Depression In The Culture
Clients and Success In Therapy

Passive people usually find controlling partners.
Controlling people usually find passive partners.
They are “perfect” for each other.

In apparently opposite ways,
each person aims at controlling the other.

Passive people are apparently quite happy to be left alone.
They have little to say, and they can seem to be deaf
when you try to discuss problems with them.

Controlling people make constant demands on their partners.
They have much to say, and they can act like they think they’ve been elected
to tell everyone else how to live their lives.


Passive partners can be recognized by what they don’t do.
They don’t initiate anything.
They seldom participate wholeheartedly in anything.
They seem content to be left alone observing life, often through a TV set.


Controlling partners can be recognized by all they do.
They try to “lead” everything and they often have boundless energy.
They are seldom content, and they seem to resent anyone who is.


Both passive and controlling partners are terrified down deep.

The passive person is afraid that they’d lose their mind if they became active.
The controlling person is afraid that nearly everything is “life or death.”

Both people fear “doom around the corner.”

Both passive and controlling people come from the same stock.
If they had two parents, one was passive and the other was controlling.
If they had just one parent, that parent was controlling.

The passive person would never admit it,
but they think they need someone to control them, to “keep them straight.”

The controlling person thinks life is so difficult and complex that
they need someone to work hard for them at all times.
(Strangely, most of them will even admit it!)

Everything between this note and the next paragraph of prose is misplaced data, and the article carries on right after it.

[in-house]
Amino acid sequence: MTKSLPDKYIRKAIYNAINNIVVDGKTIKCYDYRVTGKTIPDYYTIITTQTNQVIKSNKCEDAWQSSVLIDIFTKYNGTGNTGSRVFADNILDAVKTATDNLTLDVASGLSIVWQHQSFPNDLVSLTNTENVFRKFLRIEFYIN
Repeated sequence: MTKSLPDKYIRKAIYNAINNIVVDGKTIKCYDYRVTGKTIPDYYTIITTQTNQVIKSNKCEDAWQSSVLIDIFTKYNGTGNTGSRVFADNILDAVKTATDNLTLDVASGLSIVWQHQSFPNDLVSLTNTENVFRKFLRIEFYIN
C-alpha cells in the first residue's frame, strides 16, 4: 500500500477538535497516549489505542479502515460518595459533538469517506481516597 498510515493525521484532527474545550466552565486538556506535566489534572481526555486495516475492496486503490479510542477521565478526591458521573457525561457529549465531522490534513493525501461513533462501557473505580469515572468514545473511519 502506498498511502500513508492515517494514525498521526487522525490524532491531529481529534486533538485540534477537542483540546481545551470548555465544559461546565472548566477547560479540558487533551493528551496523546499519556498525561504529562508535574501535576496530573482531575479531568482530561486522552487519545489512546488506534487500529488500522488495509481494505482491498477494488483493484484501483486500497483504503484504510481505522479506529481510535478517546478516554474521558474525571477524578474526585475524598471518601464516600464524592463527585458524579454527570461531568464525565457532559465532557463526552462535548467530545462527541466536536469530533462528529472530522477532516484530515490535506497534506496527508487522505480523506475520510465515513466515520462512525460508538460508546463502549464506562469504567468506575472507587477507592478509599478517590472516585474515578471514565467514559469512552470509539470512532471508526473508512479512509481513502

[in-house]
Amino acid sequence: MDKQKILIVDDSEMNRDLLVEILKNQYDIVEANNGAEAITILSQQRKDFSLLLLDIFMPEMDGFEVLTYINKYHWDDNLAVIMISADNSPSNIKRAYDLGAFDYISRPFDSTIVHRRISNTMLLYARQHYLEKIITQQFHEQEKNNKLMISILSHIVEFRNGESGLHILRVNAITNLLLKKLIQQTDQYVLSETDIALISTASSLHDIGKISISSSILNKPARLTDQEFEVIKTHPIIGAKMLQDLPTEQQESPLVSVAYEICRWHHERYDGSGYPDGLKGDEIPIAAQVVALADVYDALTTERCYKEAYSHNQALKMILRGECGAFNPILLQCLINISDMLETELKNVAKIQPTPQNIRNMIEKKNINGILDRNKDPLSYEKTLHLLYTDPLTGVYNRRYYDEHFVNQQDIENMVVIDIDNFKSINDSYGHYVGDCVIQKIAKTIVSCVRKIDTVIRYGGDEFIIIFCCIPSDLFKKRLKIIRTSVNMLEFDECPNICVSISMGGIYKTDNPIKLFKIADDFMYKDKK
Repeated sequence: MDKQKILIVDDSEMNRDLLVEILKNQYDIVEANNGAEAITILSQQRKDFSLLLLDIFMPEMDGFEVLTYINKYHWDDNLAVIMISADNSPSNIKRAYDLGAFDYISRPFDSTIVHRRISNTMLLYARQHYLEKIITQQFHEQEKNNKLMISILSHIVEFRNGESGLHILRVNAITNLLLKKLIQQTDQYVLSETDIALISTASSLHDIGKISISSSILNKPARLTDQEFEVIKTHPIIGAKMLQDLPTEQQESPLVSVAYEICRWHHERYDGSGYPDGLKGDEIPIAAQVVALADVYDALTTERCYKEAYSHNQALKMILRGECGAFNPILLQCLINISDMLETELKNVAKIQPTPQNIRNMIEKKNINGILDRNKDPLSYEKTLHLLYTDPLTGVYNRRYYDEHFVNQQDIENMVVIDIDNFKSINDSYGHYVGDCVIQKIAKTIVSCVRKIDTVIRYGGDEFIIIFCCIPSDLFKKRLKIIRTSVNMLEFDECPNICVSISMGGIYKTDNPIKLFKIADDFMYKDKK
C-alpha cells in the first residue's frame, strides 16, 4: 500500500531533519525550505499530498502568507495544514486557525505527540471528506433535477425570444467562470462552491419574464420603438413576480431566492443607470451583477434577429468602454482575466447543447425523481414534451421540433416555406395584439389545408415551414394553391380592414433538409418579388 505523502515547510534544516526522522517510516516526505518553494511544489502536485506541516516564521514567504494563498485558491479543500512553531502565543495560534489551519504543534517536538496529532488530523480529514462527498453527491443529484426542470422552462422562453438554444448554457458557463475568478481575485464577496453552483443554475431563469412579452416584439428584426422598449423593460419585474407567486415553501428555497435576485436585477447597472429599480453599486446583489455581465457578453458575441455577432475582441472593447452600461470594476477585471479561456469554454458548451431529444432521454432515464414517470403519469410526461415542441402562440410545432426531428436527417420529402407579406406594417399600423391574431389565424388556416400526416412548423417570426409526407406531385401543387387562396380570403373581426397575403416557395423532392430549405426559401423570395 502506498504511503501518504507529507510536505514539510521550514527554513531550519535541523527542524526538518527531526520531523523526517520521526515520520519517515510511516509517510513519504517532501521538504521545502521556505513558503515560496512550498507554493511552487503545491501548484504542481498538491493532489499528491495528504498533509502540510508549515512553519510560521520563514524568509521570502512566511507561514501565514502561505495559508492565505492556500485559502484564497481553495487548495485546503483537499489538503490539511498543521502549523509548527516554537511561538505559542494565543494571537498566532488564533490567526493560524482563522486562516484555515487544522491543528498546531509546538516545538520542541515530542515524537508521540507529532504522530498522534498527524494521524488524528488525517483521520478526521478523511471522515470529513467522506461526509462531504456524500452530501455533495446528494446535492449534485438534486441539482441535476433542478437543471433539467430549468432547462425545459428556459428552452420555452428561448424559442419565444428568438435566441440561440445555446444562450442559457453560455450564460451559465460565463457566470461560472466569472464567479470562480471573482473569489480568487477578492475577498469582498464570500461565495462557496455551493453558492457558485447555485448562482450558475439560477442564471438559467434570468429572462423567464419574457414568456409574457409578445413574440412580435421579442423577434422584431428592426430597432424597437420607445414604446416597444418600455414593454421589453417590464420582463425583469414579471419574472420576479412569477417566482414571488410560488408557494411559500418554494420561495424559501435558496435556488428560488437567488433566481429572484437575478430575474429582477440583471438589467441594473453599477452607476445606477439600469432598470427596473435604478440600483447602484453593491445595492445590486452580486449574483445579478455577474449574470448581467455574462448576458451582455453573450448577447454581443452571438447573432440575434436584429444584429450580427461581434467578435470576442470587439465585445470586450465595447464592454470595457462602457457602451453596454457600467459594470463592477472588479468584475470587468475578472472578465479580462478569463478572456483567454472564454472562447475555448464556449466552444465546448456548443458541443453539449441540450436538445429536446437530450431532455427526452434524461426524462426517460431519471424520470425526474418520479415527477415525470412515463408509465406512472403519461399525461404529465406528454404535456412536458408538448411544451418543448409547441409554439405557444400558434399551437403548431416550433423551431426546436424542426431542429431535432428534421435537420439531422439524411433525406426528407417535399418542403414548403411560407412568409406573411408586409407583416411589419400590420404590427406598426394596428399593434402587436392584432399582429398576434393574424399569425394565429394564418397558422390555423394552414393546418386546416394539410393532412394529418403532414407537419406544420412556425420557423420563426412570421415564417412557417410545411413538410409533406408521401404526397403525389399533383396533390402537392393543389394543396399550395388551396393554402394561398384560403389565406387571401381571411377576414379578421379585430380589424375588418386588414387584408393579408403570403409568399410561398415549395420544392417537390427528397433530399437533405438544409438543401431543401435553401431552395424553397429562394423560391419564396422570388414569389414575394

If your partner is passive, you need to ask them for what you want
but be ready for them to refuse to give it to you.

Make a plan before you ask.
Know what you will do if your partner refuses you,
and put your plan into action as soon as your request is denied.

A woman asks her partner to clean the living room.
He says “yeah… later…” and he doesn’t move.
She then asks him to do it by 6:00.
He again says “yeah… later…,” and he still doesn’t move.

At 6:01 she’s on the phone arranging for a cleaning service.

He has a right to refuse,
but there are natural consequences to his refusal.


If your partner is controlling, you need to ask your partner for what you want
but expect that they will have “conditions” on everything.

Refuse their conditions,
but continue to ask for what you want.

A woman asks her partner to cuddle.
He says “I don’t feel like it because you didn’t take care of the kids like I asked you to.”
She says: “Well, I still want to cuddle.”

She may not get the cuddling she wants tonight.
But if she always responds in this way
it may become clear to him eventually that
he can have many of the good things he wants in life
if he’ll just stop putting conditions on everything.

He has a right to refuse, but there are natural consequences to his refusal.


Since both controlling people and passive people have poor relationships,
they experience a whole lot of loneliness.
After a long while,